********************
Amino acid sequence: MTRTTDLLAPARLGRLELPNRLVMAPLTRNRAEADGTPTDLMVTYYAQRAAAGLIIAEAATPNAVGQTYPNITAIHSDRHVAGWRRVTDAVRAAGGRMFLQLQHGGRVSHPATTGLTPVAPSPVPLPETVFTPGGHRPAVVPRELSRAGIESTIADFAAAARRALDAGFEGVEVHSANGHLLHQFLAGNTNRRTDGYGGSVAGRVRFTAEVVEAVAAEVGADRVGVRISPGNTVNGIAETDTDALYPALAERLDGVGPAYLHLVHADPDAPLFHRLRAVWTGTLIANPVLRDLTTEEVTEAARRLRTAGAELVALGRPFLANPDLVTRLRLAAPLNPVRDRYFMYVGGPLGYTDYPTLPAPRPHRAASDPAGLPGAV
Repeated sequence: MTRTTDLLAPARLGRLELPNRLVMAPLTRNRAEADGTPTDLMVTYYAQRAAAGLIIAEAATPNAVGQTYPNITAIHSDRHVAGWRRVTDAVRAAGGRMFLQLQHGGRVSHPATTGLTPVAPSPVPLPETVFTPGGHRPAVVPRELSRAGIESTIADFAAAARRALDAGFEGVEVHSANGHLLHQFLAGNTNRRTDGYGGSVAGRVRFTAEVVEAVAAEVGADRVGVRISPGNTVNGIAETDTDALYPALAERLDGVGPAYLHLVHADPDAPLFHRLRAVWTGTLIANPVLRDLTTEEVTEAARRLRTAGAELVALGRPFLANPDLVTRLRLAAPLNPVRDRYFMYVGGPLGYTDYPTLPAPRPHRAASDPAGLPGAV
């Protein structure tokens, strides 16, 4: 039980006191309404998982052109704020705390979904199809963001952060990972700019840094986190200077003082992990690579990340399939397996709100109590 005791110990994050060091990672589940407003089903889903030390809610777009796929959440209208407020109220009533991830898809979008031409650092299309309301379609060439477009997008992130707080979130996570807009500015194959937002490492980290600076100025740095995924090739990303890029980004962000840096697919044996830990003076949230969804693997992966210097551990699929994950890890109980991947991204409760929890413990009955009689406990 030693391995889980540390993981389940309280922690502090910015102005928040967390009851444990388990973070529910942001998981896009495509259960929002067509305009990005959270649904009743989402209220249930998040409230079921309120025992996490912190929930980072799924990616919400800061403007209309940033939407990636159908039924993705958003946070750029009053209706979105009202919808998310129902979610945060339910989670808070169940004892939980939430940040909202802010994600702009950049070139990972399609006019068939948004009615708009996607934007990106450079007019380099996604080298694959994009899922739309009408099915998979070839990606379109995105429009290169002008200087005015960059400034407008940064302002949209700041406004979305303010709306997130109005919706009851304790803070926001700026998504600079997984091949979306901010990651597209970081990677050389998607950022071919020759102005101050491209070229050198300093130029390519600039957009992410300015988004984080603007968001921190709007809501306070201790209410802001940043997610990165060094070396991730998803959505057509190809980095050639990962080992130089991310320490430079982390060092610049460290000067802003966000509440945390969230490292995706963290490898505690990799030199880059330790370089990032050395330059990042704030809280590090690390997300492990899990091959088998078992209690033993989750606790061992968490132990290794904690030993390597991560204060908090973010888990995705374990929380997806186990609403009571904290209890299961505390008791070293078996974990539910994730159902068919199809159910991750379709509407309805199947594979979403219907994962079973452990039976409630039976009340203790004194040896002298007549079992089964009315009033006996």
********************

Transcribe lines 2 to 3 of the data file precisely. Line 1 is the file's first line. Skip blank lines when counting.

Repeated sequence: MTRTTDLLAPARLGRLELPNRLVMAPLTRNRAEADGTPTDLMVTYYAQRAAAGLIIAEAATPNAVGQTYPNITAIHSDRHVAGWRRVTDAVRAAGGRMFLQLQHGGRVSHPATTGLTPVAPSPVPLPETVFTPGGHRPAVVPRELSRAGIESTIADFAAAARRALDAGFEGVEVHSANGHLLHQFLAGNTNRRTDGYGGSVAGRVRFTAEVVEAVAAEVGADRVGVRISPGNTVNGIAETDTDALYPALAERLDGVGPAYLHLVHADPDAPLFHRLRAVWTGTLIANPVLRDLTTEEVTEAARRLRTAGAELVALGRPFLANPDLVTRLRLAAPLNPVRDRYFMYVGGPLGYTDYPTLPAPRPHRAASDPAGLPGAV
């Protein structure tokens, strides 16, 4: 039980006191309404998982052109704020705390979904199809963001952060990972700019840094986190200077003082992990690579990340399939397996709100109590 005791110990994050060091990672589940407003089903889903030390809610777009796929959440209208407020109220009533991830898809979008031409650092299309309301379609060439477009997008992130707080979130996570807009500015194959937002490492980290600076100025740095995924090739990303890029980004962000840096697919044996830990003076949230969804693997992966210097551990699929994950890890109980991947991204409760929890413990009955009689406990 030693391995889980540390993981389940309280922690502090910015102005928040967390009851444990388990973070529910942001998981896009495509259960929002067509305009990005959270649904009743989402209220249930998040409230079921309120025992996490912190929930980072799924990616919400800061403007209309940033939407990636159908039924993705958003946070750029009053209706979105009202919808998310129902979610945060339910989670808070169940004892939980939430940040909202802010994600702009950049070139990972399609006019068939948004009615708009996607934007990106450079007019380099996604080298694959994009899922739309009408099915998979070839990606379109995105429009290169002008200087005015960059400034407008940064302002949209700041406004979305303010709306997130109005919706009851304790803070926001700026998504600079997984091949979306901010990651597209970081990677050389998607950022071919020759102005101050491209070229050198300093130029390519600039957009992410300015988004984080603007968001921190709007809501306070201790209410802001940043997610990165060094070396991730998803959505057509190809980095050639990962080992130089991310320490430079982390060092610049460290000067802003966000509440945390969230490292995706963290490898505690990799030199880059330790370089990032050395330059990042704030809280590090690390997300492990899990091959088998078992209690033993989750606790061992968490132990290794904690030993390597991560204060908090973010888990995705374990929380997806186990609403009571904290209890299961505390008791070293078996974990539910994730159902068919199809159910991750379709509407309805199947594979979403219907994962079973452990039976409630039976009340203790004194040896002298007549079992089964009315009033006996």